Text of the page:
The collection, which includes classics like ‘The Wheels on the Bus’ is for kids who don’t live in a one-mom-one-dad household

A pair of gay dads have created an album of nursery rhymes specifically for kids of LGBTI parents.

Why did they think that there was a need to re-work traditional nursery rhymes? In short, because many rhymes exclude dads or make references to moms only.

After singing nursery rhymes to their own two children, they began to wonder whether other parents – gay dads and single fathers – might appreciate a collection of songs that mention dads.
They’ve also produced a couple of songs aimed at children who have two moms.

In a statement, Manuel and Bud Santos said, ‘At first we were going to do home-made versions just for our kids, but our friends and family thought it was such a good idea that we decided to produce it professionally.

‘We really hope to help contribute to the development of little boys and girls, and that they learn that there are all different types of families, ones like theirs – or different from theirs – everywhere!’

‘Many of these songs provoke a bit of anxiety.’

Bud is from New Jersey and Manuel is from Spain, where the pair now live. Son Álvaro was born in 2013, a year after the men married, followed two years later by daughter Carmen. Both children were created with the aid of a surrogate.

‘Since the day Àlvaro was born in 2013, we have sung hundreds of nursery rhymes and children’s songs, many of them on a daily basis.

‘Really fun and catchy songs like 5 Little Monkeys that the kids love and that get them singing and dancing and interacting with the song. But for us, many of these songs provoke a bit of anxiety because every time we sing them it makes us think, “Ugh, this doesn’t represent our family at all.”

‘So, little by little, we have either started to mumble over the unrepresentative words and pronouns, or changed words, or in some cases just avoid singing them.

‘Until one day, not too long ago, in the middle of one of these songs, Manuel said, “This is so annoying. Why don’t we just record the songs ourselves, the way we want them to be?”’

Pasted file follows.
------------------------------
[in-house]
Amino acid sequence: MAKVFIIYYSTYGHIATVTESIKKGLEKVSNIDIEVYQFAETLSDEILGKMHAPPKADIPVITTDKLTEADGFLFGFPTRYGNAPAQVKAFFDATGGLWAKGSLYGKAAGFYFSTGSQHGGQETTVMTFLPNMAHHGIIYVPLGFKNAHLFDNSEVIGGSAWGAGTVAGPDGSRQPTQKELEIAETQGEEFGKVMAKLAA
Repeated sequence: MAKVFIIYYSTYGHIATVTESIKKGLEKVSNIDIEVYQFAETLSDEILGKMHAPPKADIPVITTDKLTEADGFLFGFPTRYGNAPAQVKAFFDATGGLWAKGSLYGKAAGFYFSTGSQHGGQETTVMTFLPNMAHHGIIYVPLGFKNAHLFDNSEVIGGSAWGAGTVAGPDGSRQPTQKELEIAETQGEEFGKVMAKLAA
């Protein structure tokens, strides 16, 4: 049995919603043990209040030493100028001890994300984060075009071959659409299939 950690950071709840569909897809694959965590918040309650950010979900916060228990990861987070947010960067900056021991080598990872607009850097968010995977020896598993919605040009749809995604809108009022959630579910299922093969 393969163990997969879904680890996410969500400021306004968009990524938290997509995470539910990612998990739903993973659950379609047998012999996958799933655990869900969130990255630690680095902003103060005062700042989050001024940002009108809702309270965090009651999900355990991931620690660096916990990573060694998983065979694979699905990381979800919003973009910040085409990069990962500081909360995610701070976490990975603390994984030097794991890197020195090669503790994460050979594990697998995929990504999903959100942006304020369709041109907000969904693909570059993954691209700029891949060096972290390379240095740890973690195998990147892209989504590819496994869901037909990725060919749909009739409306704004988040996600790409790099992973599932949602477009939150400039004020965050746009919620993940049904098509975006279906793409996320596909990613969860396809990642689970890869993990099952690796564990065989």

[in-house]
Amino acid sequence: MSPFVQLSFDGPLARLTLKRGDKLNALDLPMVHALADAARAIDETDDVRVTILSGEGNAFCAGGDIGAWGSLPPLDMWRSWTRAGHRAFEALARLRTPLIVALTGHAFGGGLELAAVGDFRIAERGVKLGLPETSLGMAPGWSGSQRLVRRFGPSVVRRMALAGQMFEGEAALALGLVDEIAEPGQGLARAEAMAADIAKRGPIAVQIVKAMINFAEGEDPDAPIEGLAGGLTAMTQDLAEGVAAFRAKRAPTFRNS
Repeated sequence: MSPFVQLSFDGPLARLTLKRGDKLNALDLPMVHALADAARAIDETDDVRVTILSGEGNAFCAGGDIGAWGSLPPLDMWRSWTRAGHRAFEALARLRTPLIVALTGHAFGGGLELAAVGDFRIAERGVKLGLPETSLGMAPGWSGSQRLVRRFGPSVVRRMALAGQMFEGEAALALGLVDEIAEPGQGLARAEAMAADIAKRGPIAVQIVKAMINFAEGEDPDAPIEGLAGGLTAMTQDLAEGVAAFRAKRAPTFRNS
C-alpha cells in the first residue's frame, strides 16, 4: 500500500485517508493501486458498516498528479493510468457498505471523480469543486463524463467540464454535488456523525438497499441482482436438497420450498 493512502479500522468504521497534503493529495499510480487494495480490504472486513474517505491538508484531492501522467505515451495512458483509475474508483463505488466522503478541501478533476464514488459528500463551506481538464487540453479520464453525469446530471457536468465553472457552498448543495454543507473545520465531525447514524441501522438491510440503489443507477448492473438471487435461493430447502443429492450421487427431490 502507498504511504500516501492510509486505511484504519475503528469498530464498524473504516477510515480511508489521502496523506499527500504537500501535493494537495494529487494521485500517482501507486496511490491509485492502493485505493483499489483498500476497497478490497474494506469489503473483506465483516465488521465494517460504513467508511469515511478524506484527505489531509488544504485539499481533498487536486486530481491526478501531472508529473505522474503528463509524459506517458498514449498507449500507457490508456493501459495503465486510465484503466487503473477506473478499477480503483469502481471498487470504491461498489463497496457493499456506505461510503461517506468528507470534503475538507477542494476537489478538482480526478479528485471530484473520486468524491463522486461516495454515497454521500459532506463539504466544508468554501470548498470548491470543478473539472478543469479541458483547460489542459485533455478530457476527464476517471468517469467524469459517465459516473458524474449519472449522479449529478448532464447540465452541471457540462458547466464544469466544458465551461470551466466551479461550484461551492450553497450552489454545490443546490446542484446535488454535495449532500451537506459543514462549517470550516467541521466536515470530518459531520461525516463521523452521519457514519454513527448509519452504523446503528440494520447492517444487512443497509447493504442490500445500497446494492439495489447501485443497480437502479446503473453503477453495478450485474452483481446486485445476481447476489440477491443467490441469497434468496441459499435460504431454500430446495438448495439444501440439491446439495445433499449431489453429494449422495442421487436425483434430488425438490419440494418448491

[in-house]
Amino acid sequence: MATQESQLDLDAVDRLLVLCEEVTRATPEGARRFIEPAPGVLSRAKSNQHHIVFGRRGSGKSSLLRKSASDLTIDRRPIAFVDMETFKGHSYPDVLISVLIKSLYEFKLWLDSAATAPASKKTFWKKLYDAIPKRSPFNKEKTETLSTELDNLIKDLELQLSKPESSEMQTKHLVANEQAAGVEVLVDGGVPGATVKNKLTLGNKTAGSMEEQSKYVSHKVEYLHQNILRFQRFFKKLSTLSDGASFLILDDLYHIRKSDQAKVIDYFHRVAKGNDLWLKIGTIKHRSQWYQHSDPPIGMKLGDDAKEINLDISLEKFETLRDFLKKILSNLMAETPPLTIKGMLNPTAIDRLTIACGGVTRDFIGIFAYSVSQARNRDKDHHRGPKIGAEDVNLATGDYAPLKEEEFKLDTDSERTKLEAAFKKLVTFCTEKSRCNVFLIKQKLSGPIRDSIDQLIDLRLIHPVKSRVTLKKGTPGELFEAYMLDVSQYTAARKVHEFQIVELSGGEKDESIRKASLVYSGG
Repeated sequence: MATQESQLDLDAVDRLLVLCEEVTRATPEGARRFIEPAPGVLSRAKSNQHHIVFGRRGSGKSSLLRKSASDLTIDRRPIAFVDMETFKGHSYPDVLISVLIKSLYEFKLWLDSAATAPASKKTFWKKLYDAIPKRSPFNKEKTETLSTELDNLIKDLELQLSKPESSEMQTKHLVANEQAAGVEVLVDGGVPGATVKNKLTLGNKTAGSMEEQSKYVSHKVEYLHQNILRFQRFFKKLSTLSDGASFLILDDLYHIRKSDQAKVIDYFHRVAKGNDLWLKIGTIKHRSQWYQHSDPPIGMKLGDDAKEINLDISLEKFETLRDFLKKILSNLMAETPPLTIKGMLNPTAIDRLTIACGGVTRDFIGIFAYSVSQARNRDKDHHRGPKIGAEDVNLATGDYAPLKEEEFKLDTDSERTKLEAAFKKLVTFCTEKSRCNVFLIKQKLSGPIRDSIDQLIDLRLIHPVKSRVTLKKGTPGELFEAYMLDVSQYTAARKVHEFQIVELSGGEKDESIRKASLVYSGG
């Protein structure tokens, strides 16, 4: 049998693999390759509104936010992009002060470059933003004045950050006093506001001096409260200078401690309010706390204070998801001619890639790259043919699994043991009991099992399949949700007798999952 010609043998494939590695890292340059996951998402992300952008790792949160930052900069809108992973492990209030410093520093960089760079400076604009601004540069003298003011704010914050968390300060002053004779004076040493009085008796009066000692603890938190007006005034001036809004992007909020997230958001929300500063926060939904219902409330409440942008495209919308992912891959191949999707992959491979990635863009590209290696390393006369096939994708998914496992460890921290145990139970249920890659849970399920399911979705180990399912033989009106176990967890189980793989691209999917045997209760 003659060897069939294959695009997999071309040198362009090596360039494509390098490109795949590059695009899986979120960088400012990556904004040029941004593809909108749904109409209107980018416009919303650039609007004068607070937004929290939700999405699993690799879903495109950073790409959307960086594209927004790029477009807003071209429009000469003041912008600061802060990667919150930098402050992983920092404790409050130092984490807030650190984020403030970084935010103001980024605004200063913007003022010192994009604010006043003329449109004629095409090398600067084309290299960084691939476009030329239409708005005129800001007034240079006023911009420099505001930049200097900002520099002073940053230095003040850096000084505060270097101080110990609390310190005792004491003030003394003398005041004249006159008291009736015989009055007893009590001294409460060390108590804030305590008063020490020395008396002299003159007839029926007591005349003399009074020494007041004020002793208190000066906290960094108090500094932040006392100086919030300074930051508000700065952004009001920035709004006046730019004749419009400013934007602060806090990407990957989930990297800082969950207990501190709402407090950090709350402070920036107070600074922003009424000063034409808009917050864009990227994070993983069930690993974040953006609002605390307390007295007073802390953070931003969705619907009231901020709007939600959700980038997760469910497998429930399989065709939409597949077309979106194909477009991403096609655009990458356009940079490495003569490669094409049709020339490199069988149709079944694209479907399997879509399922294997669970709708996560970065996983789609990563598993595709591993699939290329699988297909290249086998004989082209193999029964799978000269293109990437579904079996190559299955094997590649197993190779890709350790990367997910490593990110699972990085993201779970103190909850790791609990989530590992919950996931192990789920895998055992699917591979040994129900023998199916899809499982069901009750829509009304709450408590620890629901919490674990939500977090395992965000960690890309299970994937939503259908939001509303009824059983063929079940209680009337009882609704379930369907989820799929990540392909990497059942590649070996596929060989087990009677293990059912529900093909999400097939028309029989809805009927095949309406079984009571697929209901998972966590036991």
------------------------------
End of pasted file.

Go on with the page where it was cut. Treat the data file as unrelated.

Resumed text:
‘There are many children don’t have a mother’

‘Mothers are amazing, but there are many children don’t have a mother. So we believe that in the early years it is better for them to hear these well known nursery rhymes adapted to their model family, because we know from experience that with that one small change means so much for them.

‘For example, in all the different versions online of the song 5 Little Monkeys there is not one where it is the father who calls the doctor, when the little monkeys fall to the ground, it is always the mother.’

‘In the case of children who have two mommies, there is a wider variety of songs where a female figure is the protagonist. But there are still songs that only represent traditional mother/father families. So we have created mommy/mama versions of a few songs as well, like Finger Family and Rain, Rain, Go Away.’

Another classic given a modern spin is ‘The Wheels on the Bus’.

‘All the songs have little changes but very important ones for our families,’ Manuel told GSN. ‘There are many different versions of The Wheels on the Bus with funny sections. One of them is about a mother whose baby is crying on the bus and she says, “Shh, shh, shh.”

‘Well, now for first time we have a Papa taking care of his baby on the bus. As I told you, it is a little change but means a lot for our children, who love that song.’

The songs are now available via iTunes, with more information at
The Santos are hoping to raise funds to produce animated videos for each song, featuring LGBTI families.


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